The act of volunteering plays a large role in the movie's themes as well. What are your thoughts on volunteering as part of the healing process?
I have always believed that giving is a very healing thing to do, and that idea was the impetus behind putting together this trip. I think often what happens when people get hurt or are suffering is that they assume the way to heal is to turn inside, and to isolate in order to take care of themselves. While taking care of yourself can be a very necessary part of the grieving process, I have seen lots of people get stuck there. As a long-time volunteer, my personal experience has been that the most healing times have occurred when I have stepped outside of myself, outside of my comfort zone, and given myself in service to others. One of my favorite sayings is "love is not something you GET, love is something you GIVE." I think that when we give to other people we create love, and it is that space in which the most healing and the most personal freedom occur.
I also think that now, more than ever, the message of "Motherland" is timely, with the election of President Obama and his message of hope/change/calling us all to service-- the film really addresses this idea that giving of ourselves in service can be a healing thing to do, both personally and together as a community, a nation, and a planet.
You've worked on several film and television projects, and "Motherland" is your directorial debut. What got you started making movies?
I studied fine arts as an undergraduate and then fell in love with film. I had this crazy French film professor who had worked with Goddard and in his class we would watch a film and then he would rant on and on about it for 2 hours afterwards (he usually hated everything we watched). Half the time I had no idea what he was talking about, but his passion was totally contagious. Editing was my always first love... especially cutting real film on a flatbed (wow, I'm dating myself now!). It felt like collage to me, and I loved it when other people would go out and shoot and then bring all this rough "stuff" back to me and it was my job to find the story. Now, after 14 years as an editor, I figured it was finally time to get out of the dark, solitary room and make my own movie... it's been quite an experience and I have fallen in love with directing. I don't think I'll be going back to the dark room (at least not full time) after this!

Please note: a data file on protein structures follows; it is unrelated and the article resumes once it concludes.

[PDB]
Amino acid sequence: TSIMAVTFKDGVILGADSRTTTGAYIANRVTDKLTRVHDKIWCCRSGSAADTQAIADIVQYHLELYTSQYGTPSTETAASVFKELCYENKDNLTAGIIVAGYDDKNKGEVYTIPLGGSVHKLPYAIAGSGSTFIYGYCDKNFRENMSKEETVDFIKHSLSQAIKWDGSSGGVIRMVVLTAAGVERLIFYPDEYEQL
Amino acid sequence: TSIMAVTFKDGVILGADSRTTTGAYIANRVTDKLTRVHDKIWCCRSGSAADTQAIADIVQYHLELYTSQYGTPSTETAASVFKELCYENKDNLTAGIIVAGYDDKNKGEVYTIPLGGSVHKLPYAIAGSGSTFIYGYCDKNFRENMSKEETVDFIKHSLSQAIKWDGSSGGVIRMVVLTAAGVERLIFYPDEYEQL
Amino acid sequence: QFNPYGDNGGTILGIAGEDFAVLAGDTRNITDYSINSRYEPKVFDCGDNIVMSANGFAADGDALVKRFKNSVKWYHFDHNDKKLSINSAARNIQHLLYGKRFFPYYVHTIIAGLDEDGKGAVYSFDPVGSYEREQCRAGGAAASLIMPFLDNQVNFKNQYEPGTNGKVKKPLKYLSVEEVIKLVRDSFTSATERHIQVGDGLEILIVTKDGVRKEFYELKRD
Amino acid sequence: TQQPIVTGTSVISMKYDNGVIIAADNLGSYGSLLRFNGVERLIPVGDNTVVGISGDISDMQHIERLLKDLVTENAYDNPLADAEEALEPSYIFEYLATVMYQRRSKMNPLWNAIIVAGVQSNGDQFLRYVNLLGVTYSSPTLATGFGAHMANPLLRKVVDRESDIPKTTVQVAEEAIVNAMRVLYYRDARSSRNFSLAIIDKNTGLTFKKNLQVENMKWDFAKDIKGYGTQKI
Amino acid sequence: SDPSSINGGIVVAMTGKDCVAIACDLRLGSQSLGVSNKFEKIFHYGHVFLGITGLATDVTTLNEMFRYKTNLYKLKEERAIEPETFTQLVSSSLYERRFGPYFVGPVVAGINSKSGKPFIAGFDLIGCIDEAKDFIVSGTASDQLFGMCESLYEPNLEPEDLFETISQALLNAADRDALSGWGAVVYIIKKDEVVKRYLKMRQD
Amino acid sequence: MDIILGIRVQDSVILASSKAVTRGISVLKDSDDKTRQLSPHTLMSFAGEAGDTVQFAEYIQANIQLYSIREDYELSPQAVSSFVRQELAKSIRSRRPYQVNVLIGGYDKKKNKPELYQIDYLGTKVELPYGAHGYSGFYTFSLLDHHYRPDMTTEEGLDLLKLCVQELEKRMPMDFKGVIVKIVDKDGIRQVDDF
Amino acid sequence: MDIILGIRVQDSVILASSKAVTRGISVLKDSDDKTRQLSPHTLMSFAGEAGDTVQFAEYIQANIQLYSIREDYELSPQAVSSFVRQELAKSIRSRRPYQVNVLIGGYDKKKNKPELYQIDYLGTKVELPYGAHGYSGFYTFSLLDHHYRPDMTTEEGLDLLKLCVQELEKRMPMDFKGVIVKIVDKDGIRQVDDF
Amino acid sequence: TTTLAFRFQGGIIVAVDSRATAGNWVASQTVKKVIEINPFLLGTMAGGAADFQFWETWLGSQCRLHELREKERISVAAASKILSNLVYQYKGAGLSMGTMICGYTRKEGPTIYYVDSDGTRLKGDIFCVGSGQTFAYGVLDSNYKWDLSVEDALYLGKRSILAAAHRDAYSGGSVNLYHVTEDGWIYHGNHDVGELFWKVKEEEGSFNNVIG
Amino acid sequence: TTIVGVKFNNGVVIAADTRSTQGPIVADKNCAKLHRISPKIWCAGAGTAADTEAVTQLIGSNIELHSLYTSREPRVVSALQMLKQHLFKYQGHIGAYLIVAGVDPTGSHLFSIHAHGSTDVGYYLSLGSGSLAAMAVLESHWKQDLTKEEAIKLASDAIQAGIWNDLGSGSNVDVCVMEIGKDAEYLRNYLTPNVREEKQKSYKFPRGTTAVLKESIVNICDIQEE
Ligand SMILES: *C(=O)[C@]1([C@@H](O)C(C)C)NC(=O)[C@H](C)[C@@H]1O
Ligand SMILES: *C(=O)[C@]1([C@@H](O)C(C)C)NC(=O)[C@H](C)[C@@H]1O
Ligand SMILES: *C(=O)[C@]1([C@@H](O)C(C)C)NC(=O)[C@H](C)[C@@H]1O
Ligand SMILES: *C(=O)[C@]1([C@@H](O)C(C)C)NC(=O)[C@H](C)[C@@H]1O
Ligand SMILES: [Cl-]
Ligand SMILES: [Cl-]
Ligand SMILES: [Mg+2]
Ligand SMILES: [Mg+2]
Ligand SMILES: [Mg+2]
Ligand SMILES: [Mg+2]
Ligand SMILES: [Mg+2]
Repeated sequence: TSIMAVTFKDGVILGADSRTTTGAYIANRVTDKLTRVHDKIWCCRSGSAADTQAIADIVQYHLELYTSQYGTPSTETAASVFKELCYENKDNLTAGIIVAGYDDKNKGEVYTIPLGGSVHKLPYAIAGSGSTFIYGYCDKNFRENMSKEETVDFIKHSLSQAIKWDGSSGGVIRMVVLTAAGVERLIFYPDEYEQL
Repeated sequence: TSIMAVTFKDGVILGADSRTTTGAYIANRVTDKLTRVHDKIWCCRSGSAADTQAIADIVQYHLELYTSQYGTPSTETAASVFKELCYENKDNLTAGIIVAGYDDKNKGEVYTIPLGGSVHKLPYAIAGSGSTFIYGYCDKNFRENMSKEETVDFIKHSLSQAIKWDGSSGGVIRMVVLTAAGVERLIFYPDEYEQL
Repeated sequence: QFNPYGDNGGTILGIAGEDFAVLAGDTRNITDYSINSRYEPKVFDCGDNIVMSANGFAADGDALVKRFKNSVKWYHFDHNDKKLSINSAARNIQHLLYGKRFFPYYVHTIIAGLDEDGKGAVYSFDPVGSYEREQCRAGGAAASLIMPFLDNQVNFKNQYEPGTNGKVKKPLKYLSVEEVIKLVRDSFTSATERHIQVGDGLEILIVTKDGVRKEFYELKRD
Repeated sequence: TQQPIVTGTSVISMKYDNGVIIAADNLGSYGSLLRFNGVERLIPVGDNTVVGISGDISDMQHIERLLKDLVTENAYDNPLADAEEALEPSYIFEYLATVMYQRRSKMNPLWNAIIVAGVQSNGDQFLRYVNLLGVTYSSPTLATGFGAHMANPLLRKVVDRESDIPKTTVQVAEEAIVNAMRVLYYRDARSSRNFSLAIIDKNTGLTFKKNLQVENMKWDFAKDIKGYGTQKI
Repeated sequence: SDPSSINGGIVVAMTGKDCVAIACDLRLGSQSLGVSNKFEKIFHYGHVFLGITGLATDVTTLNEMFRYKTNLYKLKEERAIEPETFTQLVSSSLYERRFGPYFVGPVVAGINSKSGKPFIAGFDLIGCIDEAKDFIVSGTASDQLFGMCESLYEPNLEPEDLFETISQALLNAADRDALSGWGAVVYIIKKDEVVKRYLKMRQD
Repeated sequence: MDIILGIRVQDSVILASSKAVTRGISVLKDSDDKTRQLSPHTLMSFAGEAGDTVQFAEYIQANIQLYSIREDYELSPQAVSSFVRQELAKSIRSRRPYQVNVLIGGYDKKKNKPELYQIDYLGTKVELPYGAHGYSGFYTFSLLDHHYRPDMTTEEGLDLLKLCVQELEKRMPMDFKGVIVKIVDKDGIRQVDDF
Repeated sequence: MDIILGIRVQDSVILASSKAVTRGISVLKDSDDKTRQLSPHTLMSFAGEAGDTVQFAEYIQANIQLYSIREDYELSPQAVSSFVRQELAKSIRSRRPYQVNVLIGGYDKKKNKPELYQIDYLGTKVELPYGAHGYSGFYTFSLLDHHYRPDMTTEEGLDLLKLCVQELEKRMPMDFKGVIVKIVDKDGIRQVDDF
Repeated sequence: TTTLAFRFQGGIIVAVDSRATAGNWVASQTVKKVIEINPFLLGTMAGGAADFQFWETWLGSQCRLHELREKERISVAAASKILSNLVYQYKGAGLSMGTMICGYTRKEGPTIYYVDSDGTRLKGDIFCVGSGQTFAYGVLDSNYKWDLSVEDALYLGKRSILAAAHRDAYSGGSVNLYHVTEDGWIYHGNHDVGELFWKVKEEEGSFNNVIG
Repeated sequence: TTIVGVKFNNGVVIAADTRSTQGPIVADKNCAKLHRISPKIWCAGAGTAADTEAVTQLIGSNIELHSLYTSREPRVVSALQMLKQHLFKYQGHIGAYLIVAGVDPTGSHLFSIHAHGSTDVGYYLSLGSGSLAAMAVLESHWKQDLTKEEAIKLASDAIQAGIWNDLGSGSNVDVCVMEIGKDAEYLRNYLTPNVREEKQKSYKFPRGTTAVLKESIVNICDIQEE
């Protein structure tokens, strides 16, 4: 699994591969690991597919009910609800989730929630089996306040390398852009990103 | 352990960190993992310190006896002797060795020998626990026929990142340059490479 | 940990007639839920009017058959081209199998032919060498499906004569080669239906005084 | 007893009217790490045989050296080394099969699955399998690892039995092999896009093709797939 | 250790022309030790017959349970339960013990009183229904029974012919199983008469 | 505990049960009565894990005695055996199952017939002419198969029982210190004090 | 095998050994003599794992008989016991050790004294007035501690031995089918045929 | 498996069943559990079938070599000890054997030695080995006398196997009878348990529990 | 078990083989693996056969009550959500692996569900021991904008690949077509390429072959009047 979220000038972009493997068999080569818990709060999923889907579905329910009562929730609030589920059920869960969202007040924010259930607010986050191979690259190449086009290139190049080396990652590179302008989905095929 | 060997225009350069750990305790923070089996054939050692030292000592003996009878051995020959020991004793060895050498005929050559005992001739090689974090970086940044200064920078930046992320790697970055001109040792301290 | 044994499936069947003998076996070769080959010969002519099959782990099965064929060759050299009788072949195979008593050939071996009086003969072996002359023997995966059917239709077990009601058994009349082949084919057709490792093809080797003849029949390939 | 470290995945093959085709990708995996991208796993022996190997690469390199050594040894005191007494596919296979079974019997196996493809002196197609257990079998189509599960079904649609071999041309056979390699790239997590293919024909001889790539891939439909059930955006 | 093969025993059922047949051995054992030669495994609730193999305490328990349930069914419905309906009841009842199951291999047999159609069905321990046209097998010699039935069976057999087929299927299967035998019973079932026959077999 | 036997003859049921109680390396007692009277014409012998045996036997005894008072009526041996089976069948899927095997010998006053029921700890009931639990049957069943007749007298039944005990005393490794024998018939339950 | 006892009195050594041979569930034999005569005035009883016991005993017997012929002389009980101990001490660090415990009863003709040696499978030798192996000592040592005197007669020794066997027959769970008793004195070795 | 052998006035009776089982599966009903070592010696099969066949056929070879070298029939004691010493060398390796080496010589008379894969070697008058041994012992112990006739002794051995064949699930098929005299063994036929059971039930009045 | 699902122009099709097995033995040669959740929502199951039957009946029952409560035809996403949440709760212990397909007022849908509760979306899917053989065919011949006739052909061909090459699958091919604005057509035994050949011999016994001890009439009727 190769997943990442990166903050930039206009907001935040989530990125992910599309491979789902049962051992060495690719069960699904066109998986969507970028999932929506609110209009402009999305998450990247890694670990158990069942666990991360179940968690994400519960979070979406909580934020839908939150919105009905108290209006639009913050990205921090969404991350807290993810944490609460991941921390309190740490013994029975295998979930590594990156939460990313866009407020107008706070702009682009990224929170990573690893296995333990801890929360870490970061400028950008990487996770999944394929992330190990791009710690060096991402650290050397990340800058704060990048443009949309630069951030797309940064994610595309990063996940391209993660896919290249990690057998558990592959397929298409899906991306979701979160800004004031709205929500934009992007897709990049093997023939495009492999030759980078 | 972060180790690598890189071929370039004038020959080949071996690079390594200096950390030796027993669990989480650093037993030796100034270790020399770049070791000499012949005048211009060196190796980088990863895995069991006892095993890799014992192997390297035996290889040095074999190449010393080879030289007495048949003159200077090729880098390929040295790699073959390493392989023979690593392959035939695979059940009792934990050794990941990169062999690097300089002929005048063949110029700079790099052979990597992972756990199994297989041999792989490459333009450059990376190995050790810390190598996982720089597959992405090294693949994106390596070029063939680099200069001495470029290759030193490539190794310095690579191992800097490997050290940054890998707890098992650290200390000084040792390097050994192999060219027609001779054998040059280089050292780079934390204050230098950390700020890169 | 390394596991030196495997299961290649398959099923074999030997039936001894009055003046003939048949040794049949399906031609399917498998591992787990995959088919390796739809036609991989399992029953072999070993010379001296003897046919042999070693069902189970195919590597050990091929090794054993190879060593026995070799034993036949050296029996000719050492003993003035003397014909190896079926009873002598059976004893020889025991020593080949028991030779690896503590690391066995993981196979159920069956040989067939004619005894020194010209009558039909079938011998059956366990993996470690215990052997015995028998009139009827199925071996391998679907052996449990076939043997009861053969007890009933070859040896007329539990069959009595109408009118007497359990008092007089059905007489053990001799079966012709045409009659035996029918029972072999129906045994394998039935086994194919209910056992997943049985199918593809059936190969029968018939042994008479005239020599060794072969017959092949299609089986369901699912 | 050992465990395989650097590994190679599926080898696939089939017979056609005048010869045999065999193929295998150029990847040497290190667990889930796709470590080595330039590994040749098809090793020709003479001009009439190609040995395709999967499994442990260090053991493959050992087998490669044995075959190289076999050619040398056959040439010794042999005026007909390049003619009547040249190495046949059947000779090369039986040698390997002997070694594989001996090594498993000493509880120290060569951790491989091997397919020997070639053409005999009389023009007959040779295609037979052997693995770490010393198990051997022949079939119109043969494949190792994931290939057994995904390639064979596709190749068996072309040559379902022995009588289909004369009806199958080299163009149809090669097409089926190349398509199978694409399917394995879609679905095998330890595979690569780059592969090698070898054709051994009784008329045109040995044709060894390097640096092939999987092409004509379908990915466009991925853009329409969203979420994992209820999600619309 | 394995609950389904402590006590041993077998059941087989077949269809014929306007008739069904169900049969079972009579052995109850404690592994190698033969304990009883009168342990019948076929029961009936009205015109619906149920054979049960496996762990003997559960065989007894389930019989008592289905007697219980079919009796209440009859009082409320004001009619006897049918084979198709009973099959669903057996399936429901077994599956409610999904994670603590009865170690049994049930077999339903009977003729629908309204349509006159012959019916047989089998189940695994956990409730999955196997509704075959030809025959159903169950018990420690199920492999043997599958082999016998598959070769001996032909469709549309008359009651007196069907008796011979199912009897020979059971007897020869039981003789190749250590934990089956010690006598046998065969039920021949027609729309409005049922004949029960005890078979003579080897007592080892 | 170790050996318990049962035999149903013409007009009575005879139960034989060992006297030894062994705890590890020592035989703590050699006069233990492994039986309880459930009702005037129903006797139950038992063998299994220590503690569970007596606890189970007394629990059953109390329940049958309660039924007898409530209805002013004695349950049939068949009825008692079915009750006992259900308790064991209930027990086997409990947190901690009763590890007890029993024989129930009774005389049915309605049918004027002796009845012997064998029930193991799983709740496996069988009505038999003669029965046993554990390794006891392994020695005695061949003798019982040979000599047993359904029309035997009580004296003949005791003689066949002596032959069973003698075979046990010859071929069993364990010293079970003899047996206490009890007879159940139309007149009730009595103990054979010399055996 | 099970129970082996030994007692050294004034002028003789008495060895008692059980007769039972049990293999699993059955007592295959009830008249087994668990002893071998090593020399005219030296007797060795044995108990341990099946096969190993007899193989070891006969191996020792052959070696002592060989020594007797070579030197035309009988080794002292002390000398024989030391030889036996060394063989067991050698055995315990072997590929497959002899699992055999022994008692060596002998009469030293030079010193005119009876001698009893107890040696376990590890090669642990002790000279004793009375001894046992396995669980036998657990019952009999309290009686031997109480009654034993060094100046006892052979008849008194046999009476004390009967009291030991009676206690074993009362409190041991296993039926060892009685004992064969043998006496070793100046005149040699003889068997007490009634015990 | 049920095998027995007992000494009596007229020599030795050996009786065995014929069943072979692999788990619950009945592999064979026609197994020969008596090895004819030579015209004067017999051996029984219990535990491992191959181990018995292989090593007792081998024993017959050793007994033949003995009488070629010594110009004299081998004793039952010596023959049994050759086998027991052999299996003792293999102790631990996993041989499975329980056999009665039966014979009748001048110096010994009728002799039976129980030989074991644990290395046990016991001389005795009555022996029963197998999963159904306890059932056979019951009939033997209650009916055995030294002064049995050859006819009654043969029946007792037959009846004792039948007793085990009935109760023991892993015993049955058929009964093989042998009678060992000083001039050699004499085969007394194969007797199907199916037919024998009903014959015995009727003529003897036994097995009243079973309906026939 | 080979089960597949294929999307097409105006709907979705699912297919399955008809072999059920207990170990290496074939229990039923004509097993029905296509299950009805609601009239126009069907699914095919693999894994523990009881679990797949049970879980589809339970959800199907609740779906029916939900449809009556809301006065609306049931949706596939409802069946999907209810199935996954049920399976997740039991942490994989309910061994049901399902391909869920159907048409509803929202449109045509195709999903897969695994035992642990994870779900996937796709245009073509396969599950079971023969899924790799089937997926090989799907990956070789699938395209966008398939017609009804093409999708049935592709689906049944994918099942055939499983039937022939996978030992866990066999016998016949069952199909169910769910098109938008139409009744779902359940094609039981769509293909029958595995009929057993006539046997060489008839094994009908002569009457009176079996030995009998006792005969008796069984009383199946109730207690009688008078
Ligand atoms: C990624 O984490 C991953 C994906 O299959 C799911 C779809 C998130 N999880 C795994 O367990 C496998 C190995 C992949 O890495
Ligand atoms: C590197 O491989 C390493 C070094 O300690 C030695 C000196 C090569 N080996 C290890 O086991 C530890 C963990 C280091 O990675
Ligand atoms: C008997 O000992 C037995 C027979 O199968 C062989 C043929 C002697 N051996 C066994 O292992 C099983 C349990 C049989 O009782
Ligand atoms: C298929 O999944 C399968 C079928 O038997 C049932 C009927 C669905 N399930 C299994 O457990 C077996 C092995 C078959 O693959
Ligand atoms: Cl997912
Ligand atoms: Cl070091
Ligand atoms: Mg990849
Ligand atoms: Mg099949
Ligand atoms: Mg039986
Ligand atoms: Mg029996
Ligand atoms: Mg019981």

Any lessons learned while making this movie?
Oh, so many I don't even know where to start! Making this film has been the craziest roller coaster ride of my life! I only hope the lessons, while they might never become less frequent, will eventually become less painful now that I have my first film under my belt. I think overall, the biggest lesson has been to remember to check myself, and to always stay true to my original vision for the film, not losing sight of who I made it for and why. There are so many things that try to steer you off course along the way and so many moments where I have doubted myself and the film, but every time I return to that original vision of why I wanted to do it, I am really proud and excited for the film and I know it will do its work in the world.
Are you nervous about coming to South by Southwest?
A little bit nervous, but mostly EXCITED! I cannot believe how many great and amazing things are going on at the festival this year and I am so honored and proud to be a part of it. I am so thrilled to be able to premiere my film in Austin! And I am especially excited for the women subjects in my film who are coming to SXSW, and for them to get to be honored and celebrated for their amazing bravery and strength.
What's next for you?
My business partner Geralyn Pezanoski (Director of "MINE," in the Doc Competition category) and I have a couple of new film ideas, and we are currently looking for potential partners/funding for our next project. I definitely want to keep directing, and hope that this is just the beginning!
Finish this sentence: If I weren't a filmmaker, I'd probably be...
An interior designer. I am obsessed with furniture design and picking paint colors.
Rock, paper, or scissors?
Scissors, definitely. (I am an Editor, after all.)
In ten words or less, convince the average moviegoer to watch your film.
Hope. Healing. Power of human spirit. My Mom LOVES it.
“Motherland” joins South by Southwest as part of its Emerging Visions series. It screens 11:00 AM March 15 and 4:30 PM March 18.
link directly to this feature at http://www.efilmcritic.com/feature.php?feature=2725
originally posted: 03/11/09 21:41:16